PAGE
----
That being said, there are far more marketing technology ventures that are doing things outside of advertising than there are ad tech firms. I’d estimate at least by a factor of 3X. Social media marketing, content marketing, customer experiences on the web and mobile devices, email marketing, marketing operations and automation, customer analytics, and so on. It’s a huge field. And its center of gravity is the digital customer experience beyond the ad.
You seem to have grouped a lot of ad tech solutions in the “Customer Data Platforms”. How critical will this be to the marketer, and will we see some acquisitions by the martech “platform” players who want to offer marketers this solution?
It’s a fascinating corner of the ecosystem. A number of demand-side platforms (DSPs) have evolved into data management platforms (DMPs), and they’re increasingly selling to in-house marketers. After all, having a cohesive profile of your audience that you can programmatically target is valuable not just in advertising, but in touchpoints throughout a brand’s digital marketing footprint.
That’s where the line between DMPs and an emerging category of customer data platforms (CDPs) gets fuzzy. DMPs traditionally assembled their data from cookies. CDPs pull much more information from a marketer’s in-house systems, such as CRMs and e-commerce platforms. But their high-level visions are very similar, and I expect we’ll see more overlap between them.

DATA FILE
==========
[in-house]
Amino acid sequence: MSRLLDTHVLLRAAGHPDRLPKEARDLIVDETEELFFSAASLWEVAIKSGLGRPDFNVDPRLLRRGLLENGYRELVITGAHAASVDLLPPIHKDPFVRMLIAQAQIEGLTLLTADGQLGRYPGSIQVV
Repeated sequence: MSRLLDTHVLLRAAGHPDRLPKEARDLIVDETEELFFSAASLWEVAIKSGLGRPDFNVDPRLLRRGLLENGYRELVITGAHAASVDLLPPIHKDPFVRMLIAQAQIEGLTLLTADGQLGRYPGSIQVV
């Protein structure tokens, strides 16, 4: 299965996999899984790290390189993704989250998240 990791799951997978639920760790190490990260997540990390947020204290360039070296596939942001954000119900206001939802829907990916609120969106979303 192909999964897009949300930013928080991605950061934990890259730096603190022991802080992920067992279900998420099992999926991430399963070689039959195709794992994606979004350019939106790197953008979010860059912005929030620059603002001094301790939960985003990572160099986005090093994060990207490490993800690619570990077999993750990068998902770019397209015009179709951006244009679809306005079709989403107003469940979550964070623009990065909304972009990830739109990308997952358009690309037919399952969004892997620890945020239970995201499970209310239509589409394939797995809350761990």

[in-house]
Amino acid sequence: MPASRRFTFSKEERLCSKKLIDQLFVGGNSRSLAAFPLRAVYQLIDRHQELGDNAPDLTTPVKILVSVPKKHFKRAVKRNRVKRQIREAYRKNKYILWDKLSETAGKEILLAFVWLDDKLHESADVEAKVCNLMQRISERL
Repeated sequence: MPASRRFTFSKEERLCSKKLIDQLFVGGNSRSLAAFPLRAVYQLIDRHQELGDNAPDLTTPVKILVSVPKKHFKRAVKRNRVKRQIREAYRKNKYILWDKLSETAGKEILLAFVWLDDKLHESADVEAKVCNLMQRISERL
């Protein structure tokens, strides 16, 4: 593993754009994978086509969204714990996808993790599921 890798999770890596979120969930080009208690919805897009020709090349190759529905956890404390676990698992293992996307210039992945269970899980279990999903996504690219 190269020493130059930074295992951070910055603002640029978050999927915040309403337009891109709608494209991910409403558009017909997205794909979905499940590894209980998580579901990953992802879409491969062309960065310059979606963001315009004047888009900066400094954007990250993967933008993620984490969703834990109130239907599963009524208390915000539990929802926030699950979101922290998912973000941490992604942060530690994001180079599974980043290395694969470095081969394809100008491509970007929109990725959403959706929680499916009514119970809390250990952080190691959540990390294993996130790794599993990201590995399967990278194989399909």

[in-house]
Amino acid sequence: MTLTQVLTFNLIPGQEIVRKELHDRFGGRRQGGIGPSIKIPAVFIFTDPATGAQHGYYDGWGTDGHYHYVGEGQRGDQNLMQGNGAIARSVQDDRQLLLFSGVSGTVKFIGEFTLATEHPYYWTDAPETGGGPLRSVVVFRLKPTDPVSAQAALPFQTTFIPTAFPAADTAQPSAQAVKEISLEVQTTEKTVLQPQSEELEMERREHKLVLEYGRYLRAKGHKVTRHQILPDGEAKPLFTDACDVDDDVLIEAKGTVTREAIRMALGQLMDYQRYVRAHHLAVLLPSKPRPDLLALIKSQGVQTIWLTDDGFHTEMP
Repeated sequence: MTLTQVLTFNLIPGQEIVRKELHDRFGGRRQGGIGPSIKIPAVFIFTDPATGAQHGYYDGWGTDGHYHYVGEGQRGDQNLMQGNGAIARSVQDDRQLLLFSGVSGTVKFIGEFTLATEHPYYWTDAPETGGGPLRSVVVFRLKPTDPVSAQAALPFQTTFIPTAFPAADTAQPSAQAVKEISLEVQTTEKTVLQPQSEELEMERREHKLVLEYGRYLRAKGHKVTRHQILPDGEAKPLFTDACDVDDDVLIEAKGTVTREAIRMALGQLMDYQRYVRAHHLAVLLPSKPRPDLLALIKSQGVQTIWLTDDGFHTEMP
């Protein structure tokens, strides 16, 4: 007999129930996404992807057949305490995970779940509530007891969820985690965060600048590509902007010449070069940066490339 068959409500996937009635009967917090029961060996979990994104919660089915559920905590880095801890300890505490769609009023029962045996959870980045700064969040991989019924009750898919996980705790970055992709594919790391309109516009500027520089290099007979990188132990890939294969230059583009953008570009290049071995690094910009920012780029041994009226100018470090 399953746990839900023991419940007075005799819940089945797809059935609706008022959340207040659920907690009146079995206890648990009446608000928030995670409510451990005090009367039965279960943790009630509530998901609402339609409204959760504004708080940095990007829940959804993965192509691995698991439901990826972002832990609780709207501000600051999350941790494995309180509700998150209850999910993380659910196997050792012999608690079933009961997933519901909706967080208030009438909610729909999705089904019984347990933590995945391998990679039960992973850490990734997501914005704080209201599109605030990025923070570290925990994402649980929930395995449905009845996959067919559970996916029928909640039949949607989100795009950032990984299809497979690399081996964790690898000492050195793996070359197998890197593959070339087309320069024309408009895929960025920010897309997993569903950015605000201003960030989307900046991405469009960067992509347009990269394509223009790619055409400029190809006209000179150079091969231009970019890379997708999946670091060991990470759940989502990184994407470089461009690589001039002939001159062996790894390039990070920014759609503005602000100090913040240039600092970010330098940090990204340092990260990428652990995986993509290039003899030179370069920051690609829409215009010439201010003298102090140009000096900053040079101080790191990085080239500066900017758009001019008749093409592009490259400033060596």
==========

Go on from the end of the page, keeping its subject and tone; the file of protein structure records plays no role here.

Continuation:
A cohesive profile of prospects and customers that you can leverage across many different channels is the brass ring. I clustered DMPs and CDPs in the “marketing middleware” layer of my graphic because they can help make all the other software a marketer is using more effective. It helps break down silos and integration barriers. The dynamic customer profile becomes the glue that ties everything together.
So, yes, I expect we’ll see acquisitions here by some of the larger players. Keep in mind that Adobe already acquired DMP DemDex a few years ago, and they’re now one of the leading players in the space.
I noticed that media buying agencies don’t seem to have a box on the chart? As data management/activation becomes more and more about customer experience, and media buying becomes as much about upselling to/managing existing customers as it does about driving new business, what role does the agency play going forward? Where is the opportunity for the agency?
To mangle Shakespeare, there’s more in heaven and earth than was dreamt of in my graphic. I certainly haven’t done justice to the range of technologies in media buying and other agency operations.